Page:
• Prompt: Hurts, Hearts, Keep Going

    Posted Posted by David Duhr in ABCs of Writing     Comments 28 comments



    Discussion question: This week we welcome two new writing coaches! For a prompt, write a response to one of the following pieces of writing advice offered by Tariq and Darcie: 1) Write what hurts most; 2) Keep going; 3) Ask yourself what the story is doing in the reader’s heart.




    This week I want to welcome a couple of new coaches to WriteByNight, Darcie Abbene and Tariq Shah!

    Darcie comes to us from Vermont, where she writes for Kirkus Reviews, among others, works as the managing editor of Green Mountains Review, and teaches at Northern Vermont University.

    As for Tariq: Back in May 2020, when we were still in the early phase of the pandemic and learning how to be shuttered in our spaces, I ran a post about how I was struggling with my attention span. (P.S., I still am! It’s fun.)

    In that post, “One Sitting Books,” I wrote, “I wanted something new, and just in time, in the mail came a new novel called Whiteout Conditions by Tariq Shah, a quick 115-pager that looks good and, perhaps even more importantly right now, is something I can knock out in one sitting.”

    I did knock it out in one sitting. I liked it and enjoyed it, and justlikethat Tariq had me reading again. So imagine my pleasure when Tariq applied to be a coach here at WriteByNight!

    If you’re interested in working with Tariq or Darcie, sign up for a free consult in the blue sidebar to the right and let’s talk!


    When we take on a new coach we always offer a Q&A so you can get to know a bit about them. One of my questions is “Any words of wisdom for aspiring writers?”

    Tariq replies, “Here are two: 1) Write what hurts most, and, 2) ask yourself what the story is doing in the reader’s heart.” (Read Tariq’s entire Q&A here.)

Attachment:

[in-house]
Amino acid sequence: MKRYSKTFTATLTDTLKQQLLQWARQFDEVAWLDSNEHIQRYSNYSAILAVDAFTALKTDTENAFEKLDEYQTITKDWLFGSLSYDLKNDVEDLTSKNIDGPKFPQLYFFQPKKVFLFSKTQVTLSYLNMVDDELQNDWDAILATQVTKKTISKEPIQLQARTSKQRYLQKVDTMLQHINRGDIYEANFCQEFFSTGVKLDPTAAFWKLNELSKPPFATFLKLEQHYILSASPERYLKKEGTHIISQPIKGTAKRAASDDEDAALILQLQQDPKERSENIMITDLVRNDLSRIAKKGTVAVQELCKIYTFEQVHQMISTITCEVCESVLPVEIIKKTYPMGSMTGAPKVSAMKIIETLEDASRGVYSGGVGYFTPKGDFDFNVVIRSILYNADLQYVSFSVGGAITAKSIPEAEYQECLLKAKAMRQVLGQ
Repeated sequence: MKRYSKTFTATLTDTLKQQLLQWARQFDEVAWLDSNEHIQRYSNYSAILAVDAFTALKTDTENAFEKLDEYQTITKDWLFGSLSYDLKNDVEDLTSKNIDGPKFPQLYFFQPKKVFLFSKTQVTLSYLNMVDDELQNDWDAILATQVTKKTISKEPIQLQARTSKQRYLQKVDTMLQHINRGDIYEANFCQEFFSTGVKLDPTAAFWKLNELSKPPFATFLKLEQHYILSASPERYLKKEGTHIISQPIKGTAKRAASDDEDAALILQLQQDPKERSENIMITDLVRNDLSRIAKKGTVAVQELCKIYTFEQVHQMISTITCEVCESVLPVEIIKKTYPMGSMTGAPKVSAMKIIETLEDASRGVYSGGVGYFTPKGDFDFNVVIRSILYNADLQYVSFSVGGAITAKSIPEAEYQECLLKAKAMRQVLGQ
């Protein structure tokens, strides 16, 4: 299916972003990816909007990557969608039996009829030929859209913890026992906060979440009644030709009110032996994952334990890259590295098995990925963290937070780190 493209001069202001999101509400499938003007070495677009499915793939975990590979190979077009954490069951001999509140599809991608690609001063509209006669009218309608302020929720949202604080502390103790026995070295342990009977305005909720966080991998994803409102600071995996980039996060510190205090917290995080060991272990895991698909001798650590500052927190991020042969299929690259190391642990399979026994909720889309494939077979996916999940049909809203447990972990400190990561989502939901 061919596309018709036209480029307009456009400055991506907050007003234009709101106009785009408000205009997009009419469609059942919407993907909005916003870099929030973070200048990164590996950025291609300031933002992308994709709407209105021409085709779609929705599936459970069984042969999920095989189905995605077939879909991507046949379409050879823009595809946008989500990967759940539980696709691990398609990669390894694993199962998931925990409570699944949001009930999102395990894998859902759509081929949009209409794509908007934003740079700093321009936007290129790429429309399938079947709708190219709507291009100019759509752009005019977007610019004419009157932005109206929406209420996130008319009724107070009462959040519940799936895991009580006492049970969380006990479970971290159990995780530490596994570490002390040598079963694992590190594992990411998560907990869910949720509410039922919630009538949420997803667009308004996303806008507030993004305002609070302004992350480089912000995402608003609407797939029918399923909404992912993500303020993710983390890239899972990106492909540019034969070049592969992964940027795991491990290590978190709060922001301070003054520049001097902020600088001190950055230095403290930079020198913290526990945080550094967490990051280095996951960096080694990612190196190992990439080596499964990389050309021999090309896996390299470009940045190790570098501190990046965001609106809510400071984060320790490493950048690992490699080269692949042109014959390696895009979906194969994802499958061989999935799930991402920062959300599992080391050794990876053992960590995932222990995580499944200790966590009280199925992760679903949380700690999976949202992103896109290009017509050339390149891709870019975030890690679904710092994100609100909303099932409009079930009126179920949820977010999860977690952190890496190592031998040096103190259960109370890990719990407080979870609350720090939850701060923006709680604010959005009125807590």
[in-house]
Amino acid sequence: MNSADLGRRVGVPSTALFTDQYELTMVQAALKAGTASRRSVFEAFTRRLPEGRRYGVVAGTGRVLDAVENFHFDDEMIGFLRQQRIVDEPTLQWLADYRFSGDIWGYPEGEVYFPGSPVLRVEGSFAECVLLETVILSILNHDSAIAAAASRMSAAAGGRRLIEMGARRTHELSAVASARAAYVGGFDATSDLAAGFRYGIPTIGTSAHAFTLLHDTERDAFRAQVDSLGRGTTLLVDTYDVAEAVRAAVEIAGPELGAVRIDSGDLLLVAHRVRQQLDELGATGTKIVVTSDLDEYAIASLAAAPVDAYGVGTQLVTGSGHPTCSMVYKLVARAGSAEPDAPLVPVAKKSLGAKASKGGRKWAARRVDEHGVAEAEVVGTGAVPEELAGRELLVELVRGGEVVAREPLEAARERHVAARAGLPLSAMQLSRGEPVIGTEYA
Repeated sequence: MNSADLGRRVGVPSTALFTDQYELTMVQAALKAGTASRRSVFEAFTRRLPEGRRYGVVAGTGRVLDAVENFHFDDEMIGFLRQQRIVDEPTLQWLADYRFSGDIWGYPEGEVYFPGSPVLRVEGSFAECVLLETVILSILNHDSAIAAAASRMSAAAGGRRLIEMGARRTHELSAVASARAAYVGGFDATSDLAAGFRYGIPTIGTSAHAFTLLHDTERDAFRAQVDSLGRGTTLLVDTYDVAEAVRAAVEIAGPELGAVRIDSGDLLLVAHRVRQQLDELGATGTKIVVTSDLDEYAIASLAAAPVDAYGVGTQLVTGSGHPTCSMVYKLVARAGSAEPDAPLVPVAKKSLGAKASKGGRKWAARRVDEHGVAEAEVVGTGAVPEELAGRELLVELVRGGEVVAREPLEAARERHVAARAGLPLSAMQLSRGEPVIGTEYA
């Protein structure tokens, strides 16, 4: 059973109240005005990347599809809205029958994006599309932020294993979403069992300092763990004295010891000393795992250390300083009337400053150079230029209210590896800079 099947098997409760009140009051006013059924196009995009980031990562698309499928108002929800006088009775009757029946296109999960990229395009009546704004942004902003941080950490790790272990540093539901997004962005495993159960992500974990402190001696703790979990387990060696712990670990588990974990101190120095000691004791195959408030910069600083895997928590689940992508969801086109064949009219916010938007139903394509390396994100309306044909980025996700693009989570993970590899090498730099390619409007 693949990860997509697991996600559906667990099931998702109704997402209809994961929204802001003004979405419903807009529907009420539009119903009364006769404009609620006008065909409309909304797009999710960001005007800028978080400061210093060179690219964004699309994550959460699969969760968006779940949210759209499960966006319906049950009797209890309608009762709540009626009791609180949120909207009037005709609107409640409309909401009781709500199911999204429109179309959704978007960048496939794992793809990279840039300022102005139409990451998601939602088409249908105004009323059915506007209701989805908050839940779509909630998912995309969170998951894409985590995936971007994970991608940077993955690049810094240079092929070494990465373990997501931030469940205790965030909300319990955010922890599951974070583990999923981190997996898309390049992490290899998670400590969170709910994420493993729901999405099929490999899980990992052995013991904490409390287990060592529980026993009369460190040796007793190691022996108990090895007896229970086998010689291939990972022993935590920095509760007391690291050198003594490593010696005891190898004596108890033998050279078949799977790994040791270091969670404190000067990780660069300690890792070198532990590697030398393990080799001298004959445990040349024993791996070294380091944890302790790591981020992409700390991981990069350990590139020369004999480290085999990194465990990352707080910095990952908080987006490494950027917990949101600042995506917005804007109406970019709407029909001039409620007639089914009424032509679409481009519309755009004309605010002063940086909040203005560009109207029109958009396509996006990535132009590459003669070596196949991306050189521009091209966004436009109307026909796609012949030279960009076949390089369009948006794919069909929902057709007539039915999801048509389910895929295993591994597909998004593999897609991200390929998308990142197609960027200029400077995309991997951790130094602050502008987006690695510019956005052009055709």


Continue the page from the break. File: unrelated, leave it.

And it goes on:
Darcie’s: “Keep going.” (Read Darcie’s entire Q&A here.)

    For this week’s prompt, choose one of those three pieces of writer wisdom and write about it.

    And then share it with us in the comments below.


    WriteByNight is a writers’ service dedicated to helping you reach your creative potential. We work with writers of all experience levels working in all genres. Browse our book coachingmanuscript consultation, and publication assistance services, and sign up for your free writing consultation today.

    david blog


    WriteByNight writing coach and co-founder David Duhr is fiction editor at the Texas Observer and co-host of the Yak Babies podcast, and has written about books for the Dallas Morning News, Electric Literature, Publishing Perspectives, and others.




    5 2 votes
    Article Rating
    Notify of

    Newest Most Voted
    Inline Feedbacks
    View all comments

    Congrats on the new coaches and new services! Your “Beta Reading, Critique & Writing Workshops” page looks like a good assortment of writer helps. Regarding the writer wisdom offered by your new coaches, I feel the most connection with “Keep Going.” Regarding writing, I’ve done that for many years. Not so much out of tenacity, but rather, I can’t help myself. I keep going (reading, writing, blogging, critiquing, reviewing, etc) because to not do so would be to emotionally lay down and die. I suspect many people can say this about the disciplines and visions they pursue (like brick-masonry or hair-dressing).… Read more »

    JL Mank.

    Maybe Tariq are related in that what hurts you the most may be what hurts the reader most (in his/her heart). It’s about the connection, right? if you’re writing about grief it’s going to land best with someone in grief. Etc.

    david lemke

    Welcome Tariq and Darcie and hi Dave. Keep going is always the best advice. For myself, when I finally got back to writing, I wrote nearly every day and finished the first draft to “Vermin” A novella about an intelligent ogre who joins a writing group. I also reviewed the first novel I ever started, “Cult of Devay” and began again to work on it. The other two pieces of advice, “Write what hurts most,” and “ask yourself what the story is doing in the reader’s heart,” both for me, relate to later drafts. I can’t imagine writing what hurts most… Read more »

    david lemke

    How’s your writing going? You know the use of a timer set for only 15 minutes did wonders.

    david lemke

    Orange juice is good in screwdrivers! That 15 minutes on the timer is just a nonthreatening jump-starter. It didn’t take long before I didn’t need it. If I stall out for a period of time, I may resort to it again. I’m writing nearly every day and usually a page or better.